Why my fear of being attacked at Pride won't stop me from marching

People marching even though they may be attacked at pride by anti-lgbt people

In the wake of the Orlando mass shooting, I finally understood what Pride really means


I’m afraid of being attacked at Pride. There, I said it. Never has it been a more fearful time to be a member of the Western world, and in light of the Orlando mass shooting last week, a member of the LGBT community. While the attack at Paris’ Bataclan theatre last year was painful, nothing has hurt like the extinguishing of LGBT lives at Pulse nightclub last week. I cried for those who lost their lives and their families and friends, but I also cried for me.

I didn’t know why I was crying at first. You hear about tragedies all over the world every day. Then the reason dawned on me. It was because it could have been me. And with that realisation came an anger. Never before have I felt so oppressed as a gay man by those who refuse to accept and tolerate what has become a significant portion of my identity.

Initially I didn’t get Pride. I felt embarrassed by the people in the parade who were flamboyant, loud and scantily clad. I didn’t want my ‘gayness’ to be associated with that. In recent times I’ve come to realise that this was a homophobia that I directed at myself – internalised homophobia. I didn’t get gay Pride because I didn’t want to get it.

When I first came out at eighteen, I saw Pride as a celebration of everything I actively strived not to be. However, as I have matured, grown more comfortable in myself and have a group of LGBT friends that I surround myself with, I no longer care about being flamboyant and sticking out from the norm. I learned that Pride is a celebration. A celebration of the right to be different, to act how I want to act, to dress how I want to dress, to be me.


Pride’s True Meaning


At least I thought I had learned what Pride was. That is, until this week. This week the true meaning of Pride has finally hit home. Pride is not just a celebration of LGBT identity, it is also a fight for the right to be LGBT.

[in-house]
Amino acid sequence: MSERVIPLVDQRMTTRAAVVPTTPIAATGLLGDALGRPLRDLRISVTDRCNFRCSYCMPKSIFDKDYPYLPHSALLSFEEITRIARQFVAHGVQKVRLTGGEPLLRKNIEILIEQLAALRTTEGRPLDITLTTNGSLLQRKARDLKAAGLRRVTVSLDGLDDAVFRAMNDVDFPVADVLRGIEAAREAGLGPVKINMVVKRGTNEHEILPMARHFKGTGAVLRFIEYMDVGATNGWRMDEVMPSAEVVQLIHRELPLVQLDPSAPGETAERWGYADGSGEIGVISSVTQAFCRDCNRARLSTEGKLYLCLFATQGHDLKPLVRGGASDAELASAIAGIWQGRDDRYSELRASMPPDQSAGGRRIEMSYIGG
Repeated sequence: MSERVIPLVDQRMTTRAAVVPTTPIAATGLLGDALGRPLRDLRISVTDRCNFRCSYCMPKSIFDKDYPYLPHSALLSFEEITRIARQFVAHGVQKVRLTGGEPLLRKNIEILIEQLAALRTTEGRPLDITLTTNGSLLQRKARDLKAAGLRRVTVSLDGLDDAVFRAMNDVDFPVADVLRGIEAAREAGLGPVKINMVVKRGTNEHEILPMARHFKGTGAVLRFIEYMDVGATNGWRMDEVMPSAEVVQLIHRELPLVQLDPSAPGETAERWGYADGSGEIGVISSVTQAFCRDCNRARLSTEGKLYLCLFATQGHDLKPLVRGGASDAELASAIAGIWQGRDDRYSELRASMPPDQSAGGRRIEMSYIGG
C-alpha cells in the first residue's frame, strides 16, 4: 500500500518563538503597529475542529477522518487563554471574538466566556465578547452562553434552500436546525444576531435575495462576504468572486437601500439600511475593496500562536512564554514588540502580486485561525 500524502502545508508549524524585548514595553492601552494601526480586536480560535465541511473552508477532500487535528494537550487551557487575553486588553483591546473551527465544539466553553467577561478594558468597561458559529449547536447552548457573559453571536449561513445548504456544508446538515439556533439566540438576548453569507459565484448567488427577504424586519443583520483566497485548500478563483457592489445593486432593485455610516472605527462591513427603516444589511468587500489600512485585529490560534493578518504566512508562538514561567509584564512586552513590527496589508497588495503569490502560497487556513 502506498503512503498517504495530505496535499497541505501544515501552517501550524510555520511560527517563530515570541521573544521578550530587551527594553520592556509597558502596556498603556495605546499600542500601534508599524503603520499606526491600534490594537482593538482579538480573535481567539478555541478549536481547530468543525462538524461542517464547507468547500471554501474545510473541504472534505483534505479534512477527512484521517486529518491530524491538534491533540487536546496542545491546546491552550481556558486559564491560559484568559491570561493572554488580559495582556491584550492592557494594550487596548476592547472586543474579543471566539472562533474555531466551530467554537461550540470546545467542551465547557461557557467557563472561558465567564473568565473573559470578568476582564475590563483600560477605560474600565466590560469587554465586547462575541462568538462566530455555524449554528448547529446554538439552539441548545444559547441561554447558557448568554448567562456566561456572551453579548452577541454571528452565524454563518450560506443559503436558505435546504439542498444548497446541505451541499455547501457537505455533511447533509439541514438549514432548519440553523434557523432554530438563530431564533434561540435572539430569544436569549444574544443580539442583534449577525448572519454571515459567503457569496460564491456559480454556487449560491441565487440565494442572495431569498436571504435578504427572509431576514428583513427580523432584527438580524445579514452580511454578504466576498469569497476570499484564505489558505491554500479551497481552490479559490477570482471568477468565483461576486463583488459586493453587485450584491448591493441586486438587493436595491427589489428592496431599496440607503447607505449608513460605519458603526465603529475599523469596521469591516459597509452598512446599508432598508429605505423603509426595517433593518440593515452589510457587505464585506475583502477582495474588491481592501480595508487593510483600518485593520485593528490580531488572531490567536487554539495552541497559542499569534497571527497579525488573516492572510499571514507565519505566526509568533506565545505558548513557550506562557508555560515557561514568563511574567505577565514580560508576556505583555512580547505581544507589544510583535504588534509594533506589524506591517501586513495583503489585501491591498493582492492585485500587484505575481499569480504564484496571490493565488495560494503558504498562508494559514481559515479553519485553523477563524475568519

The incident in Orlando is so hard hitting, and so close to my own heart because I am every one of those forty-nine people killed in that gay club. That was me and my boyfriend on a night out with our friends who have become our second family. Or at least it could have been. And that’s why it hurts so much. These people were killed because they were in a queer space, that was meant to be safe.

The shooter specifically targeted the LGBT community for reasons we may never know. However, it looks likely that he suffered from internalised homophobia. His religion teaches that homosexuality is wrong, and he was raised in a society in which Pride is still necessary, because the LGBT community are still outside the norm.

I was lucky enough to find a group of friends that accept and love me for who I am, who can see that I am more than my sexual identity and who love it when I burst into a campy rendition of a Disney song (ok that last one might be a bit of a stretch), but not everyone gets that opportunity. Without those friends, I would not have come to understand that Pride is not a parade to get embarrassed about. Yes It is a celebration, but Pride is also a fight for acceptance, it is a necessity to remove the stigmatisation of homosexuality in society, and to combat homophobia from within the gay community and without.

That’s why I’ll be marching at Pride this year, even though I am afraid that at any moment some crazed gunman might make an appearance and I’ll have to run for cover, however irrational that fear may be. I’m marching for me, for my LGBT family, and for a future where someone coming to terms with their sexuality doesn’t get embarrassed by Pride.

(Image: Flickr)

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